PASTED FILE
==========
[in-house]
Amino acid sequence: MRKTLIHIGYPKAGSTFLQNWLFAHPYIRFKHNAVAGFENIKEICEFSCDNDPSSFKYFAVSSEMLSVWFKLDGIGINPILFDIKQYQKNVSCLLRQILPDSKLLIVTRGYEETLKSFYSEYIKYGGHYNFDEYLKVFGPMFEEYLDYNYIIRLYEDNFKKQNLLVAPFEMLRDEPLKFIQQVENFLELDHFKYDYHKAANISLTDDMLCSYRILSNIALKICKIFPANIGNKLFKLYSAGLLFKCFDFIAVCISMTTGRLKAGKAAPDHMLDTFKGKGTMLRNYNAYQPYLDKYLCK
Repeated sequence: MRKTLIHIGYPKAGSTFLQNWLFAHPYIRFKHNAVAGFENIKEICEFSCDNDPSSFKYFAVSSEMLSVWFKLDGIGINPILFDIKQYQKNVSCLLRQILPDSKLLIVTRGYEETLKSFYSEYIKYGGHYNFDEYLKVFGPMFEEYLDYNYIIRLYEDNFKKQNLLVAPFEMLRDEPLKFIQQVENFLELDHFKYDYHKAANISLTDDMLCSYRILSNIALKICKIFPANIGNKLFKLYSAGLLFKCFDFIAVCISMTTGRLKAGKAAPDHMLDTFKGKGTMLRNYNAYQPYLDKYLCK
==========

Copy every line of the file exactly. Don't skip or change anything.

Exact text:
[in-house]
Amino acid sequence: MRKTLIHIGYPKAGSTFLQNWLFAHPYIRFKHNAVAGFENIKEICEFSCDNDPSSFKYFAVSSEMLSVWFKLDGIGINPILFDIKQYQKNVSCLLRQILPDSKLLIVTRGYEETLKSFYSEYIKYGGHYNFDEYLKVFGPMFEEYLDYNYIIRLYEDNFKKQNLLVAPFEMLRDEPLKFIQQVENFLELDHFKYDYHKAANISLTDDMLCSYRILSNIALKICKIFPANIGNKLFKLYSAGLLFKCFDFIAVCISMTTGRLKAGKAAPDHMLDTFKGKGTMLRNYNAYQPYLDKYLCK
Repeated sequence: MRKTLIHIGYPKAGSTFLQNWLFAHPYIRFKHNAVAGFENIKEICEFSCDNDPSSFKYFAVSSEMLSVWFKLDGIGINPILFDIKQYQKNVSCLLRQILPDSKLLIVTRGYEETLKSFYSEYIKYGGHYNFDEYLKVFGPMFEEYLDYNYIIRLYEDNFKKQNLLVAPFEMLRDEPLKFIQQVENFLELDHFKYDYHKAANISLTDDMLCSYRILSNIALKICKIFPANIGNKLFKLYSAGLLFKCFDFIAVCISMTTGRLKAGKAAPDHMLDTFKGKGTMLRNYNAYQPYLDKYLCK